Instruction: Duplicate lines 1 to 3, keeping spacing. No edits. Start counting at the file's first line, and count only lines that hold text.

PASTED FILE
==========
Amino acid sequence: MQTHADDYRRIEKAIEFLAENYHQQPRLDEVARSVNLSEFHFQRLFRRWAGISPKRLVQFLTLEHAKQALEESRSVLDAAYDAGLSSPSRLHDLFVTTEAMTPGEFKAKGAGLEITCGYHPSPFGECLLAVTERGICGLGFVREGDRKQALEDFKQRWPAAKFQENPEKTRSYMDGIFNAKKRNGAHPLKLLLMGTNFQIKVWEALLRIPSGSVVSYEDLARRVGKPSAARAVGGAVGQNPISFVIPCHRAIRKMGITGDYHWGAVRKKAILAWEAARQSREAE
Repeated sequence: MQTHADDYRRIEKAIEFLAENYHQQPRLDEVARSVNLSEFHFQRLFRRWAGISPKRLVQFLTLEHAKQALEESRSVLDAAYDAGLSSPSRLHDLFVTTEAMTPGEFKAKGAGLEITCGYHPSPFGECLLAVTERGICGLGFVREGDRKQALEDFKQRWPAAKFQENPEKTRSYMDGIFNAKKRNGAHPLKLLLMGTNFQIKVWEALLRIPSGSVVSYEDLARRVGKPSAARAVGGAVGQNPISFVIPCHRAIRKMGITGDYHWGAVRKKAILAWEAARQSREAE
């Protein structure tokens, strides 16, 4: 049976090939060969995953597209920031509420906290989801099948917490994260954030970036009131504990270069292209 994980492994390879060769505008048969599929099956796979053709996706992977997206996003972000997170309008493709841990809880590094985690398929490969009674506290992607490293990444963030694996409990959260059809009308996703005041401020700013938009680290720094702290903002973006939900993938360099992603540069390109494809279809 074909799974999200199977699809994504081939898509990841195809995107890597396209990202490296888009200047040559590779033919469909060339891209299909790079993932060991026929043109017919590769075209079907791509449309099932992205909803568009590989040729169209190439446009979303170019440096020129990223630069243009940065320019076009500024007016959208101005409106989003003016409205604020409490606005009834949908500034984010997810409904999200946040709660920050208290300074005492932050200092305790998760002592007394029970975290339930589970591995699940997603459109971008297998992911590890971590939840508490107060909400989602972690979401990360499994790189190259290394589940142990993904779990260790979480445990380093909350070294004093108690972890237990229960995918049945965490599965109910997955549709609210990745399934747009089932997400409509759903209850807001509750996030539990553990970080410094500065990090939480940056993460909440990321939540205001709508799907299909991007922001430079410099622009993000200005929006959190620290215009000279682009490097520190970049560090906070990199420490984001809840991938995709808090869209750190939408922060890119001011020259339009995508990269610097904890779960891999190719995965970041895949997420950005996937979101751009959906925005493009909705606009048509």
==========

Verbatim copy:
Amino acid sequence: MQTHADDYRRIEKAIEFLAENYHQQPRLDEVARSVNLSEFHFQRLFRRWAGISPKRLVQFLTLEHAKQALEESRSVLDAAYDAGLSSPSRLHDLFVTTEAMTPGEFKAKGAGLEITCGYHPSPFGECLLAVTERGICGLGFVREGDRKQALEDFKQRWPAAKFQENPEKTRSYMDGIFNAKKRNGAHPLKLLLMGTNFQIKVWEALLRIPSGSVVSYEDLARRVGKPSAARAVGGAVGQNPISFVIPCHRAIRKMGITGDYHWGAVRKKAILAWEAARQSREAE
Repeated sequence: MQTHADDYRRIEKAIEFLAENYHQQPRLDEVARSVNLSEFHFQRLFRRWAGISPKRLVQFLTLEHAKQALEESRSVLDAAYDAGLSSPSRLHDLFVTTEAMTPGEFKAKGAGLEITCGYHPSPFGECLLAVTERGICGLGFVREGDRKQALEDFKQRWPAAKFQENPEKTRSYMDGIFNAKKRNGAHPLKLLLMGTNFQIKVWEALLRIPSGSVVSYEDLARRVGKPSAARAVGGAVGQNPISFVIPCHRAIRKMGITGDYHWGAVRKKAILAWEAARQSREAE
């Protein structure tokens, strides 16, 4: 049976090939060969995953597209920031509420906290989801099948917490994260954030970036009131504990270069292209 994980492994390879060769505008048969599929099956796979053709996706992977997206996003972000997170309008493709841990809880590094985690398929490969009674506290992607490293990444963030694996409990959260059809009308996703005041401020700013938009680290720094702290903002973006939900993938360099992603540069390109494809279809 074909799974999200199977699809994504081939898509990841195809995107890597396209990202490296888009200047040559590779033919469909060339891209299909790079993932060991026929043109017919590769075209079907791509449309099932992205909803568009590989040729169209190439446009979303170019440096020129990223630069243009940065320019076009500024007016959208101005409106989003003016409205604020409490606005009834949908500034984010997810409904999200946040709660920050208290300074005492932050200092305790998760002592007394029970975290339930589970591995699940997603459109971008297998992911590890971590939840508490107060909400989602972690979401990360499994790189190259290394589940142990993904779990260790979480445990380093909350070294004093108690972890237990229960995918049945965490599965109910997955549709609210990745399934747009089932997400409509759903209850807001509750996030539990553990970080410094500065990090939480940056993460909440990321939540205001709508799907299909991007922001430079410099622009993000200005929006959190620290215009000279682009490097520190970049560090906070990199420490984001809840991938995709808090869209750190939408922060890119001011020259339009995508990269610097904890779960891999190719995965970041895949997420950005996937979101751009959906925005493009909705606009048509």